I grew up fortunate enough to spend my summers out in the sticks. Up in the interior of British Columbia, it’s not hard to find rural areas where neighbours are kilometers apart. And somewhere around the age of 11, my father had myself and a friend sit down on a picnic bench and shoot past our outhouse up into the mountainside. I remember having him teach us the basics of gun safety and the rules one abides by while holding a firearm. More vividly though, I remember making a pop can dance on the dirt.
The year following that first target practice, my father passed away, but I continued taking the rifle out back in the same manner I would have if he were alive. That first summer without him, I remember setting up targets and shooting them alone on a clear, sunny afternoon. The only thing that took my attention off of the target happened to be a small bird, which stopped on a branch to my left to check me out and see what was making all the noise.
As it sat there on the branch, and I on the picnic bench; both of our necks craned, I got it in my mind that I was going to shoot it.
I had never shot a bird before, or anything other than paper and cans, in fact. I loaded a single .22 Long Rifle cartridge into the Cooey and was about to dismiss a rule that my father had laid down; I was about to point a firearm at something I was not prepared to destroy.
I understood that it wasn’t a target. It was a bird. But perhaps the fact that it was equidistant from the cans, to me, to the bird, it was easier to consider it a target. It was possible; I could shoot the cans within that distance, therefore I could shoot the bird within that distance. And it was dismissible; father may have laid down a rule, but he wasn’t around to enforce it. There’s no doubt I understood the value of a bird’s life at this time. We grew up with a number of pet birds in the house, one of which ended up being a part of the family for 15 years. They had names, we fed them, took care of them; loved them. But for some reason, none of that meaning transferred onto this wild, nameless bird in the forest, near my self holding a firearm.
I clasped the bolt forward and down, cocked the hammer back, took aim and fired. The bird, having no idea what was going on, startled at the report of the .22, jumped up from the branch, flashed its white belly toward me, found purchase in the air and darted away, up into the trees.
I ejected the empty brass, rested the Cooey on the picnic bench and felt my body flush with adrenaline. I ran up the hill until I was standing under the branch the bird was perched on. I fell to my knees, frantically running my shaking hands across the dirt, looking for feathers or blood or any sign that I shot the bird. There were no feathers, there was no blood, and no dead bird in sight. I was hoping to find relief in discovering it was not dead, but fear and shame overwhelmed me. I knew I did something wrong; something I should not have done.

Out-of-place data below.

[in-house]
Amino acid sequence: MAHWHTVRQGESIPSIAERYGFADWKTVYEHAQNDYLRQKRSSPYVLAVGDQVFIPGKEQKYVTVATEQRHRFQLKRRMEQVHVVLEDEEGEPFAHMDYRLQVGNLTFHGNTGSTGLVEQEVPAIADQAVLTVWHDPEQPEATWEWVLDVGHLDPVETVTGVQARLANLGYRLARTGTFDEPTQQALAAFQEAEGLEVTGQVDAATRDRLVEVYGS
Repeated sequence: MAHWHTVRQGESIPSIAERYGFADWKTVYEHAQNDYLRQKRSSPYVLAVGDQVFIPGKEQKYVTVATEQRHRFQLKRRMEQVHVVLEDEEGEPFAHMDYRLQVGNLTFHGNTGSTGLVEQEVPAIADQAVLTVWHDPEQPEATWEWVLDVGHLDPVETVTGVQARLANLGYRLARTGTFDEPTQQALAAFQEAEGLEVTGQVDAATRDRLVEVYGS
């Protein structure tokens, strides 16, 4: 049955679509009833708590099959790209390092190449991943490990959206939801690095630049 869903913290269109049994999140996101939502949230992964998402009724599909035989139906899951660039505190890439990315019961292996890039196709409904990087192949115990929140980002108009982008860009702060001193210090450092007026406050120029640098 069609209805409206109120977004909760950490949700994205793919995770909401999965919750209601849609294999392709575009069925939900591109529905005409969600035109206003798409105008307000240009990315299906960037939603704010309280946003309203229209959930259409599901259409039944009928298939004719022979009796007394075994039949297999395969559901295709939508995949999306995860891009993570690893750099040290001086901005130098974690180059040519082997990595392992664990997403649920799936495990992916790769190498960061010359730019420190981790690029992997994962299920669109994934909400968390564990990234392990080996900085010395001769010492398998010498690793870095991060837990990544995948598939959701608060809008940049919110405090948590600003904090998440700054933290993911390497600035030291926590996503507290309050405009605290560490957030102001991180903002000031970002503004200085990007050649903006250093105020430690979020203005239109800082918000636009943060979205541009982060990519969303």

My eyes welled with tears and I found myself back in the cabin sobbing with my mother asking, “What’s wrong? What happened? Are you okay?” I couldn’t stomach to share what happened and instead hid behind what could only be seen as grief during that time. If I said anything, I probably told my mom how I missed my dad in that moment when I should have been telling her the truth: I broke a rule, mindlessly, with no good reason, and almost took a life in the process. I now understand that if I did in fact take that curious bird’s life, there would likely be a young bird out there much like me, trying to figure out how to navigate its world without guidance.
This is me writing these unspoken words, now two decades after the fact, so of course I’m arranging this in both a way that makes sense to me now and no doubt in the form of a story… but I’ve come to realize how important this experience is to me, especially as I work toward my first hunt.
Shooting at this bird is something I did without intention, and certainly wasn’t hunting – it would have been poaching. I didn’t consider the consequence of my action due to my lack of experience; this was a poor decision and a close call for me. I had the benefit of walking away from the experience, understanding what I did wrong and how to correct my decision-making so that my actions align with my intentions in the future. It may not seem like it was such high stakes at the time, but it certainly was for the bird. And what matters more are the real risks if I were to take this action now as an outdoorsman… Poor decisions made in the forest lead to squandering of our precious natural resources and likely restricted privileges for the community.
I truly know how easy it is to make a poor decision, and I understand the difference between a hunter and someone who takes a life for some absent or confused reason. While my first answer to why I am choosing to hunt would be to provide food for me and those around me, I know a part of me also needs to relive that moment in nature where I may make the right decisions for the right reasons.